Newspapers’ Staff Serves ‘Greater Good’ at Lunch Break

April 22, 2011

Volunteers Receive Warm

Welcome at New Jersey

Soup Kitchen, Food Pantry

A group of Greater Media Newspapers employees helped out recently at Lunch Break, a soup kitchen and food pantry in Red Bank, NJ, struggling with increasing need.

“From two years ago, we have seen a 500 percent increase of people utilizing the services of the pantry,” Executive Director Gwen Love said.

A few years ago, Love said, the Lunch Break pantry provided groceries to 31 families per month.

“Maybe 50 families a month was a lot, and now we’re doing 300 every month,” she said.

Lunch Break, which is located on Drs. James Parker Blvd. on the west side of Red Bank, also serves 4,000 meals a month in the soup kitchen, Love said.

On April 6, Greater Media Newspapers employees helped assemble some of the 300 Easter dinner “baskets” Lunch Break would distribute.

Love said that this is the second year Lunch Break has distributed Easter food baskets, which include staples for the traditional holiday meal, from vegetables and gravy to sweets.

The sign-up for baskets had to be limited to 300 families, she said.

“We had to cap it because whatever we could not get [through donations] to fill the baskets, we have to buy, and it ends up being a lot of money.”

According to pantry Supervisor Peggy Rizzo, of Middletown, “The family gets a choice of ham or chicken and the rest of the fixin’s that make it a special day for them.”

While Lunch Break primarily serves clients from Red Bank and the surrounding areas, Love said the nonprofit has recently begun serving residents of Middletown, Ocean, Matawan, Colts Neck and other towns, a definite change for the organization.

“We’re also getting not only people that do not have jobs, are on unemployment, on Social Security, but we’re getting people that are the working poor,” she said.

“We’re getting people that have jobs, but they are just being squeezed between the gas prices, taxes, just everything.”

To accommodate these new clients, Love said that Lunch Break now opens the pantry on Saturdays.

“Those folks who are working, they couldn’t get to us,” she said.

“The clientele has changed, it has increased. It’s just whoever needs the help, and there are a lot of people who need the help.”

In order to keep pace with this demand, Love said, Lunch Break has had to spend more money.

“Our budget has definitely increased; we’ve never had to spend this much money before,” she said.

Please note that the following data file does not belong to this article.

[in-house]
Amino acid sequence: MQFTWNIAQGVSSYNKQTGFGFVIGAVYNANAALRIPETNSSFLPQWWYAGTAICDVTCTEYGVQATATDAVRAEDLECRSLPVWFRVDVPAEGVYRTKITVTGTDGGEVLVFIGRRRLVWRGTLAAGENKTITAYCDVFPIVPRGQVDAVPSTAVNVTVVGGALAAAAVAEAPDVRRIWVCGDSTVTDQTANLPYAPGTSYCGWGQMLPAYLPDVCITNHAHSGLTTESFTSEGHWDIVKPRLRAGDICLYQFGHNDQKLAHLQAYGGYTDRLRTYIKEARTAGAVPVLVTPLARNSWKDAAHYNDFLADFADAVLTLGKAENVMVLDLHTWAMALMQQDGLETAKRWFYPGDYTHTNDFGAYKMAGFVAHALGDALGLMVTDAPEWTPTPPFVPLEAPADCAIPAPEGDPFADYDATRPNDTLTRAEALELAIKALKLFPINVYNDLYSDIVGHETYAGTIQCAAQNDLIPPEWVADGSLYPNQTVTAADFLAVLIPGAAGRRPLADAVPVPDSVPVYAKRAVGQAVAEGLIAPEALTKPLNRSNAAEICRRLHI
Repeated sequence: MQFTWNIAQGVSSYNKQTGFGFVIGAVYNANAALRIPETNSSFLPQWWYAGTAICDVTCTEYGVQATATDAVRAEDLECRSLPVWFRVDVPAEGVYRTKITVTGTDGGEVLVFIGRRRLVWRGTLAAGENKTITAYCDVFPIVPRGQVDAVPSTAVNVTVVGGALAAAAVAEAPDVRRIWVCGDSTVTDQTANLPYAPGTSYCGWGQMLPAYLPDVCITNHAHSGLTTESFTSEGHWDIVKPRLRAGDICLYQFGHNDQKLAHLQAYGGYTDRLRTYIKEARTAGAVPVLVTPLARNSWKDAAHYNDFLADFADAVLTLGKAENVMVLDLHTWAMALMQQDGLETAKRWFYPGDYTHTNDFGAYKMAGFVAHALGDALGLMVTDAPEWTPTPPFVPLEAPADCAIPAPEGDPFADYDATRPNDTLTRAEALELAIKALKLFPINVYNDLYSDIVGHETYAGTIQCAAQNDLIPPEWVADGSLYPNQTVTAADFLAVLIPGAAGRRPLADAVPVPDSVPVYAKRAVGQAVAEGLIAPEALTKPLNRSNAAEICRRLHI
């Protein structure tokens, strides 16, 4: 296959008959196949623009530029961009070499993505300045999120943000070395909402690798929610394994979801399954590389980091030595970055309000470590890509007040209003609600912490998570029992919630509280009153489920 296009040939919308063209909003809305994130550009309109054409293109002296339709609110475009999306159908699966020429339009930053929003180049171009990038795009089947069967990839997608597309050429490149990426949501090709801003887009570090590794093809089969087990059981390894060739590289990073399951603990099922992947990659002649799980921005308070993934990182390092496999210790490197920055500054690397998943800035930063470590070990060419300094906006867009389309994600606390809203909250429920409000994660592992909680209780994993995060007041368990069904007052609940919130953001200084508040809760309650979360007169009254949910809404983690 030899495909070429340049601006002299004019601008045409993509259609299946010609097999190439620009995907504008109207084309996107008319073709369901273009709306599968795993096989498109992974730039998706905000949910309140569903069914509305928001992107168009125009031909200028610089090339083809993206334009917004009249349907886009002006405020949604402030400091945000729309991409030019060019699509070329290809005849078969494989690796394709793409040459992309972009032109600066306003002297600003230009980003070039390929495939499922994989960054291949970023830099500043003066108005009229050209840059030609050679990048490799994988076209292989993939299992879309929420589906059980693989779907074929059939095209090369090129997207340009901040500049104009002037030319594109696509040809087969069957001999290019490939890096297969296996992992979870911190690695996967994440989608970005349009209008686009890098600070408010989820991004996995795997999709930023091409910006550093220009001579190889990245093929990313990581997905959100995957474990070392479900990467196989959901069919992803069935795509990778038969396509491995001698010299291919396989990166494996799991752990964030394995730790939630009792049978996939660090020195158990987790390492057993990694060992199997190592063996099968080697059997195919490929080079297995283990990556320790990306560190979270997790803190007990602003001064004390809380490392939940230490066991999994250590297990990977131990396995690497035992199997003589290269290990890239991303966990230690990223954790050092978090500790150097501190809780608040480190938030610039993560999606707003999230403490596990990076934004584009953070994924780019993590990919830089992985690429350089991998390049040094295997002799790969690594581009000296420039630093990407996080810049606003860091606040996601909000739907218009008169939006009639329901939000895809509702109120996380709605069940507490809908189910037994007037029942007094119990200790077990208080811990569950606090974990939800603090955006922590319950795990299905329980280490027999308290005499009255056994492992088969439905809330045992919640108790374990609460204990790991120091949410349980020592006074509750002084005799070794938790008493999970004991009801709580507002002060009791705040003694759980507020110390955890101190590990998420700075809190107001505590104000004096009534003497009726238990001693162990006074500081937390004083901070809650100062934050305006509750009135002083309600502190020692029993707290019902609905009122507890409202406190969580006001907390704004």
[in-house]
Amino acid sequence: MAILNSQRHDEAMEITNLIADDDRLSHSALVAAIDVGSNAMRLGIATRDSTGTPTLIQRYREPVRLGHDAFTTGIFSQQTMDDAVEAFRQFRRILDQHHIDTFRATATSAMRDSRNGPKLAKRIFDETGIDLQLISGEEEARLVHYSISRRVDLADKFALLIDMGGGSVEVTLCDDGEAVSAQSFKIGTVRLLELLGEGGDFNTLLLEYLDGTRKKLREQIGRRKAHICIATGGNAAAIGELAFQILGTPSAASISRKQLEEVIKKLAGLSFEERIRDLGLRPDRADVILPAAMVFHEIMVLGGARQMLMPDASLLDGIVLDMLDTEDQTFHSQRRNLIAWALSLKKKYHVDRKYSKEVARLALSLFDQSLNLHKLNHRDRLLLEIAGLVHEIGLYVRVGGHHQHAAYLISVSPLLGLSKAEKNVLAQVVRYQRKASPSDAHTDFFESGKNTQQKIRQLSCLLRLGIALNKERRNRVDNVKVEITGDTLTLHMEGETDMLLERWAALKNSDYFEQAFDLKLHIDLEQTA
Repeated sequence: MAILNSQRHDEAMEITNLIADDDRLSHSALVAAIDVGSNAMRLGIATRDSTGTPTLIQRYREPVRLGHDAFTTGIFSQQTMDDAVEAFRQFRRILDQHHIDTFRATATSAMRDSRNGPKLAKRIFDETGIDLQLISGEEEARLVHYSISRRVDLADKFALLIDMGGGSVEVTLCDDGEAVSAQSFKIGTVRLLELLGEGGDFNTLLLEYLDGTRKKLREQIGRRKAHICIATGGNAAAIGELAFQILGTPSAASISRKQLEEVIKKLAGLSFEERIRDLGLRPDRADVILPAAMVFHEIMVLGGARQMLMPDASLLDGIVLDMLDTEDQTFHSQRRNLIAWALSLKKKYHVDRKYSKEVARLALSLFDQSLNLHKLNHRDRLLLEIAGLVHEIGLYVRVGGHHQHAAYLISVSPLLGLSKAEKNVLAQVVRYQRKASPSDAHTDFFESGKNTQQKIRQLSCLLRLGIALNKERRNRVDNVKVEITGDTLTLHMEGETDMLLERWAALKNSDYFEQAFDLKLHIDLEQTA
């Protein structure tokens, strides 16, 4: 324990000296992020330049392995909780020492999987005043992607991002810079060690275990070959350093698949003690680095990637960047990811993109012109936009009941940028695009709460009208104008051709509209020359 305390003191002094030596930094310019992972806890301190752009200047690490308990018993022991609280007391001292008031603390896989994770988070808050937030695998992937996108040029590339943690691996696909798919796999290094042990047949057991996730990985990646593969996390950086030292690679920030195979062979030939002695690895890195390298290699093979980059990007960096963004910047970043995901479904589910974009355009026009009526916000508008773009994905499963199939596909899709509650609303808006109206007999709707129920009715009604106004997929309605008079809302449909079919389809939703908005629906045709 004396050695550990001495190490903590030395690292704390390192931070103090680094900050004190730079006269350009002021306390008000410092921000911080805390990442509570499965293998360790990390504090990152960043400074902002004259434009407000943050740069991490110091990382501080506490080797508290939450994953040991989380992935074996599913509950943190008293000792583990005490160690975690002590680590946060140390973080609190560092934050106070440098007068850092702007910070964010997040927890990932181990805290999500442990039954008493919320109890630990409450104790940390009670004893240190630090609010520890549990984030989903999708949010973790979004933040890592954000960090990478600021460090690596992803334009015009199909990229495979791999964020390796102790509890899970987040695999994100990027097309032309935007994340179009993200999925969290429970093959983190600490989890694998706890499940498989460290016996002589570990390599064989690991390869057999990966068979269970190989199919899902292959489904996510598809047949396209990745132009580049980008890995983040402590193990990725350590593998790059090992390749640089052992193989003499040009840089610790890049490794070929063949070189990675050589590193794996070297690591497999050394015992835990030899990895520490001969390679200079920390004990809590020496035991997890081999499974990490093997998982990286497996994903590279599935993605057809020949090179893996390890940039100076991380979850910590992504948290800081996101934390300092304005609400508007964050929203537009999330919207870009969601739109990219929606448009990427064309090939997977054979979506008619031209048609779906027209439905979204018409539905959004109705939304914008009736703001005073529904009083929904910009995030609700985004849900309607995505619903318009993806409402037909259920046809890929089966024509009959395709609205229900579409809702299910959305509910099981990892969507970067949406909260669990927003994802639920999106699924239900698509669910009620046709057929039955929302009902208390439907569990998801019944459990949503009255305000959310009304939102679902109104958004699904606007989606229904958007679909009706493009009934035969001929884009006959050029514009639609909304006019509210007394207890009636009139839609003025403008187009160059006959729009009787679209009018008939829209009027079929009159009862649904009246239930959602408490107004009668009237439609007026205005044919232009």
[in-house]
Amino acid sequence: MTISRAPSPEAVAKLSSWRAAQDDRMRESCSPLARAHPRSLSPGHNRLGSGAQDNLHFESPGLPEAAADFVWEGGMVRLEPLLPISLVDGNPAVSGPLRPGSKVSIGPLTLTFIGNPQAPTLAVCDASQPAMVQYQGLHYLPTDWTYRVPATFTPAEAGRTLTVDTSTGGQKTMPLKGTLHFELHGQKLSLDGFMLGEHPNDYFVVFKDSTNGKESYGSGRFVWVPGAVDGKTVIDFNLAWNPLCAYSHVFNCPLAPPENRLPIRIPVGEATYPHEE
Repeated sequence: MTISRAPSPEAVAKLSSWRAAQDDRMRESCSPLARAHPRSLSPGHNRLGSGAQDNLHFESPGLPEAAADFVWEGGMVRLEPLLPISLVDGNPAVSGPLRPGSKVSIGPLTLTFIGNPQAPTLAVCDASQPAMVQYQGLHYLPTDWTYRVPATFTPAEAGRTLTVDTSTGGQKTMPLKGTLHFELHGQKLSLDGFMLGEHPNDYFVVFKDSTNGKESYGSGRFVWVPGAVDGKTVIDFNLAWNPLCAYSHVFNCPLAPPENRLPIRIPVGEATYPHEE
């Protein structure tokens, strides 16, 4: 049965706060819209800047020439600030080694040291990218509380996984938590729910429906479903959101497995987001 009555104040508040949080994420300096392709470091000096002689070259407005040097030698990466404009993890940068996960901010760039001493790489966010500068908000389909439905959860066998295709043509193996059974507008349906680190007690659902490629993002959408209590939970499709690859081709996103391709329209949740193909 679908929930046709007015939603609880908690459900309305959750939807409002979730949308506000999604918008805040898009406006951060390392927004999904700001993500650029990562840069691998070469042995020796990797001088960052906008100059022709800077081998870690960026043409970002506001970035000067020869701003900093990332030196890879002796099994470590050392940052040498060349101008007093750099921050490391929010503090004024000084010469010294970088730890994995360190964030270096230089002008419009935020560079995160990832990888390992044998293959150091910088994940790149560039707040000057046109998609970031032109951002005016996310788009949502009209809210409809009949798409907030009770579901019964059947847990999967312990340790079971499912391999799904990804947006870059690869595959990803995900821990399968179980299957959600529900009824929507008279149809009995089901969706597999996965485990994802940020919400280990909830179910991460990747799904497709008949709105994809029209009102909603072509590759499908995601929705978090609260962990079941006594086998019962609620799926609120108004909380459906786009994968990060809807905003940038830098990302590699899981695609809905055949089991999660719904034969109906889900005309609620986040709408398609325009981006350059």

“We rely on the community; that’s the truth, that’s the bottom line. If the community doesn’t help us, we’re not here.”

Rizzo said the pantry sometimes struggles to meet the demand.

“You’ll notice how empty some of these shelves are. As soon as the things come in, they go back out,” she said.

Love encouraged the community to donate all year, especially during the summer, the pantry’s slowest donation period.

“It’s not just November and December,” she said, the time of year when hunger becomes a popular cause. “We need the help all year long.”

Overall, though, Love said that the community’s response has been good, and part of her job is to let the public know how it can help.

“Lunch Break has also become more aggressive in letting the community know of the need and running its own food drives,” she said, which Lunch Break had not previously done.

“We’ve got to be more aggressive,” she said. “The need is constant, it’s growing, and there are people that used to donate that can’t even donate anymore.”

Love said that if she can get the staff, she would like to extend pantry hours into the evening.

“You need the finances and the support in place in order to do that,” she said. “You can do more, but it takes more to do more, and we’re trying to hold our own right now.”

Love said that Lunch Break’s fundraising activities serve a dual purpose: raising money while raising awareness that hunger is an issue in Monmouth County.

The nonprofit has also created a grant-writing committee to pursue additional sources of revenue, she said.

The entire editorial and advertising staffs of the Hub, Atlanticville and Independent newspapers, three of the 10 GMN weeklies, were more than happy to help out as part of Greater Media’s Day of Greater Good campaign to offer assistance to charitable organizations that could use a few extra hands. The group brought along groceries donated by the newspaper division, as well as toothpaste samples from K.K. Dental of North Brunswick. The donations were warmly welcomed.

“Lunch Break is a vital organization that meets a great need in the community. We have had a long and close relationship with Lunch Break, so when the Greater Good campaign was announced, we all gladly took the opportunity to volunteer here,” said Gloria Stravelli, managing editor of the three publications.

“I especially enjoy helping to serve lunch and the interaction it provides with clients. Gwen told me that having new faces behind the lunch counter creates a buzz among the clients who get to meet new people.”

“It’s a great organization,” said staff writer Daniel Howley. “I like seeing how much everyone appreciates our help. When you think of a soup kitchen, it’s hard to put a face on it. But being able to meet and interact with the clients brings it home — these people could be your friends or family members.”

“It was a wonderful experience. I was amazed by the food pantry,” said Jennifer Peyton, advertising manager. “We filled so many Easter baskets, yet it was eye-opening to see so many empty shelves and to realize how great the need is.”

“We appreciate everything everyone does,” Love said. “If it wasn’t for the community, Lunch Break would not be here.”

Other Greater Media Newspapers’ volunteers were Kenny Walter, Andrew Davison, Sarah Devin, Laurel Lee, Denise Binn, and Eileen MacKrell.